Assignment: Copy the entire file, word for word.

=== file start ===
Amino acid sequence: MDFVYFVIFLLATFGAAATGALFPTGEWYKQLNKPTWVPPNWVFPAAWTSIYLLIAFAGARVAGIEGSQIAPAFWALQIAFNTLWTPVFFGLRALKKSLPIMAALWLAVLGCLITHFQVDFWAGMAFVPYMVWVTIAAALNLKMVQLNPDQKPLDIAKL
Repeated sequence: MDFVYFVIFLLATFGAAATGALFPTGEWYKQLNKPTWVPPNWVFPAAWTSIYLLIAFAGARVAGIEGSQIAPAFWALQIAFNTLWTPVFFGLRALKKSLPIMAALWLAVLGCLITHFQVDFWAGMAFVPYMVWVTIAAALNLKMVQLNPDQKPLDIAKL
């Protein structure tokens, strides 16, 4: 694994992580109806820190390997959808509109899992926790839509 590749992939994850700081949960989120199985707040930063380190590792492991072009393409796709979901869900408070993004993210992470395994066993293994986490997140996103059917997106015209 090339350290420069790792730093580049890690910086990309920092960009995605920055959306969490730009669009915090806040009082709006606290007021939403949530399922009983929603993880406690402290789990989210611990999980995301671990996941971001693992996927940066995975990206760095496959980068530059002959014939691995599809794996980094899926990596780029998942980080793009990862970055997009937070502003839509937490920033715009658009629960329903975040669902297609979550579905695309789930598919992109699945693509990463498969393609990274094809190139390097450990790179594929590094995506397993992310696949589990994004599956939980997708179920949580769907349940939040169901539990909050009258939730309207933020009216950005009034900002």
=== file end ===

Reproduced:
Amino acid sequence: MDFVYFVIFLLATFGAAATGALFPTGEWYKQLNKPTWVPPNWVFPAAWTSIYLLIAFAGARVAGIEGSQIAPAFWALQIAFNTLWTPVFFGLRALKKSLPIMAALWLAVLGCLITHFQVDFWAGMAFVPYMVWVTIAAALNLKMVQLNPDQKPLDIAKL
Repeated sequence: MDFVYFVIFLLATFGAAATGALFPTGEWYKQLNKPTWVPPNWVFPAAWTSIYLLIAFAGARVAGIEGSQIAPAFWALQIAFNTLWTPVFFGLRALKKSLPIMAALWLAVLGCLITHFQVDFWAGMAFVPYMVWVTIAAALNLKMVQLNPDQKPLDIAKL
């Protein structure tokens, strides 16, 4: 694994992580109806820190390997959808509109899992926790839509 590749992939994850700081949960989120199985707040930063380190590792492991072009393409796709979901869900408070993004993210992470395994066993293994986490997140996103059917997106015209 090339350290420069790792730093580049890690910086990309920092960009995605920055959306969490730009669009915090806040009082709006606290007021939403949530399922009983929603993880406690402290789990989210611990999980995301671990996941971001693992996927940066995975990206760095496959980068530059002959014939691995599809794996980094899926990596780029998942980080793009990862970055997009937070502003839509937490920033715009658009629960329903975040669902297609979550579905695309789930598919992109699945693509990463498969393609990274094809190139390097450990790179594929590094995506397993992310696949589990994004599956939980997708179920949580769907349940939040169901539990909050009258939730309207933020009216950005009034900002």